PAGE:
Background and Aims Plant species frequently encounter multiple stresses under natural conditions, and the way they cope with these stresses is a major determinant of their ecological breadth. The way mechanical (e.g. wind, current) and resource stresses act simultaneously on plant morphological traits has been poorly addressed, even if both stresses often interact. This paper aims to assess whether hydraulic stress affects plant morphology in the same way at different nutrient levels. Methods An examination was made of morphological variations of an aquatic plant species growing under four hydraulic stress (flow velocity) gradients located in four habitats distributed along a nutrient gradient. Morphological traits covering plant size, dry mass allocation, organ water content and foliage architecture were measured. Key Results Significant interactive effects of flow velocity and nutrient level were observed for all morphological traits. In particular, increased flow velocity resulted in size reductions under low nutrient conditions, suggesting an adaptive response to flow stress (escape strategy). On the other hand, moderate increases in flow velocity resulted in increased size under high nutrient conditions, possibly related to an inevitable growth response to a higher nutrient supply induced by water renewal at the plant surface. For some traits (e.g. dry mass allocation), a consistent sense of variation as a result of increasing flow velocity was observed, but the amount of variation was either reduced or amplified under nutrient-rich compared with nutrient-poor conditions, depending on the traits considered. Conclusions These results suggest that, for a given species, a stress factor may result, in contrasting patterns and hence strategies, depending on a second stress factor. Such results emphasize the relevance of studies on plant responses to multiple stresses for understanding the actual ecological breadth of species.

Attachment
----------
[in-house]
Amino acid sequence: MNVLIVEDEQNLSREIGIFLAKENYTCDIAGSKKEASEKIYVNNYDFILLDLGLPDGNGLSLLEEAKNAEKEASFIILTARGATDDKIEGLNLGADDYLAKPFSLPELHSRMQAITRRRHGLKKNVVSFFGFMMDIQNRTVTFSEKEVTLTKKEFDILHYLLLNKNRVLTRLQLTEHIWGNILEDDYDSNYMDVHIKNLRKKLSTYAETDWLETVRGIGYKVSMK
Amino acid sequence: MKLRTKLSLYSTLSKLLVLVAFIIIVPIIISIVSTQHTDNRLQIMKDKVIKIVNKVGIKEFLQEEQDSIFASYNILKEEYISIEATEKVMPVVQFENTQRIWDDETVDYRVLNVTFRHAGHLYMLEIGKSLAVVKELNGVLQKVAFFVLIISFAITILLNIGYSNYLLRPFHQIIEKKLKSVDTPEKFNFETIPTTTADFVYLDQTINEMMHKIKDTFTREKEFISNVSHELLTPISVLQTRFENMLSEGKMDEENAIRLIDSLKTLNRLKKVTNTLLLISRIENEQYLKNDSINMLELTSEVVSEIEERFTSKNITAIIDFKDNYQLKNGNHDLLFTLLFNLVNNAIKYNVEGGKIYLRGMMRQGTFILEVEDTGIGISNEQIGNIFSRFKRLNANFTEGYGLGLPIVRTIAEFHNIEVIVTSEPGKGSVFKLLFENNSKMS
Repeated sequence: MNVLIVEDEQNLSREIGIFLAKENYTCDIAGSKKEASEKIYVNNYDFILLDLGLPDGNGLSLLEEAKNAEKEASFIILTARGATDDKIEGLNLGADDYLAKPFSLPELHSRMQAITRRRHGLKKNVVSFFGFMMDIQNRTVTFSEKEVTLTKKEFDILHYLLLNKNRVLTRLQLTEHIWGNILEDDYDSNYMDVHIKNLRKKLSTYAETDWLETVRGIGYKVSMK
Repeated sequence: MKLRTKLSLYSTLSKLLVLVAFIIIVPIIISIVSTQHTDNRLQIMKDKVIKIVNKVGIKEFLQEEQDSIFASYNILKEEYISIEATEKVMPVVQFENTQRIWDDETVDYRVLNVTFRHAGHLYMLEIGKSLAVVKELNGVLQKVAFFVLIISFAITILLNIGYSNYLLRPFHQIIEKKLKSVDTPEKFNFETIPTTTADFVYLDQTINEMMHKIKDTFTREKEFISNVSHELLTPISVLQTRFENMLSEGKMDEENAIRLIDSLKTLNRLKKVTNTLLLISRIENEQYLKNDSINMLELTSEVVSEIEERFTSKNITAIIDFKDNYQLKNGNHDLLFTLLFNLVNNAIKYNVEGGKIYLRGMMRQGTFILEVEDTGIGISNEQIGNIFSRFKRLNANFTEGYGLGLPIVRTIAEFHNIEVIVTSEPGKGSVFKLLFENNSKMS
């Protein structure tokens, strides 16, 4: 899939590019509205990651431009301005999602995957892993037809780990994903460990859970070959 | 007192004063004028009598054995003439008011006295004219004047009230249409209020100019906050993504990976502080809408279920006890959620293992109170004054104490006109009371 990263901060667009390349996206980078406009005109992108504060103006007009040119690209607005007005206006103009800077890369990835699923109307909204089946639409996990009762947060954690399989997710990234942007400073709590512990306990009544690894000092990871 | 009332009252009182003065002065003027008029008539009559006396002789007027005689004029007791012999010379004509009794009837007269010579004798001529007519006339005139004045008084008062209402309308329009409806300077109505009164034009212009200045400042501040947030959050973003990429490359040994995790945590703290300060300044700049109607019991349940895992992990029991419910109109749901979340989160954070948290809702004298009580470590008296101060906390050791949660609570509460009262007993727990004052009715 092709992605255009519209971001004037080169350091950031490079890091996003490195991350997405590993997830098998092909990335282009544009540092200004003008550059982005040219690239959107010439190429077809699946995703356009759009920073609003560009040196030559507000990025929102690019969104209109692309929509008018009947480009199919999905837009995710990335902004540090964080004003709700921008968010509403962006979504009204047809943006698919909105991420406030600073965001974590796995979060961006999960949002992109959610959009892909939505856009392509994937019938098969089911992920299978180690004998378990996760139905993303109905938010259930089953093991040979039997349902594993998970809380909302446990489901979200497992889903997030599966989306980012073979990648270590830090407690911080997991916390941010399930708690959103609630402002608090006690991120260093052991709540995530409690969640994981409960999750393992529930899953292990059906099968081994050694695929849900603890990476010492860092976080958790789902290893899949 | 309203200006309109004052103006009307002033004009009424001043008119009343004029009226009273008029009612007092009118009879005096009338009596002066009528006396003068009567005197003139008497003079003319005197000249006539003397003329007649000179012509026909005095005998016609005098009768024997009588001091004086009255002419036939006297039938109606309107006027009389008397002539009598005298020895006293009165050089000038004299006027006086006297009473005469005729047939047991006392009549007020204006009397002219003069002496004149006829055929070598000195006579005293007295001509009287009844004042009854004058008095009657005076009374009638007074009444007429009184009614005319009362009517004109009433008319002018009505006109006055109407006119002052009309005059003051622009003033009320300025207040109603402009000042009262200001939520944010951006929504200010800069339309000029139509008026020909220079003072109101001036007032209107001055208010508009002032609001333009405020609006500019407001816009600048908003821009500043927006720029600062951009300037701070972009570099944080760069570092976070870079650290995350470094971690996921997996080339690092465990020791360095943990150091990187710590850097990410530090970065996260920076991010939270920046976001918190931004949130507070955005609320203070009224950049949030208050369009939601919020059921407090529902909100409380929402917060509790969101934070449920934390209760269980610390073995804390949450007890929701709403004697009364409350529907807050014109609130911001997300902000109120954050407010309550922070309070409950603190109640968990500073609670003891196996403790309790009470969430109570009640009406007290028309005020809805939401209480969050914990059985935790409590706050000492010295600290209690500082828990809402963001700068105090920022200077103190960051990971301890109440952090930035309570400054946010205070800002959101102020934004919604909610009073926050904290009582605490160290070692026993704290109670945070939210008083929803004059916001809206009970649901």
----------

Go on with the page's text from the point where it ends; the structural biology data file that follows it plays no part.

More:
Puijalon, Sara; Lena, Jean-Paul; Bornette, Gudrun

2007-01-01

312

Upper Mississippi Basin Loading Database (Sediment and Nutrients): Update  

NSDL National Science Digital Library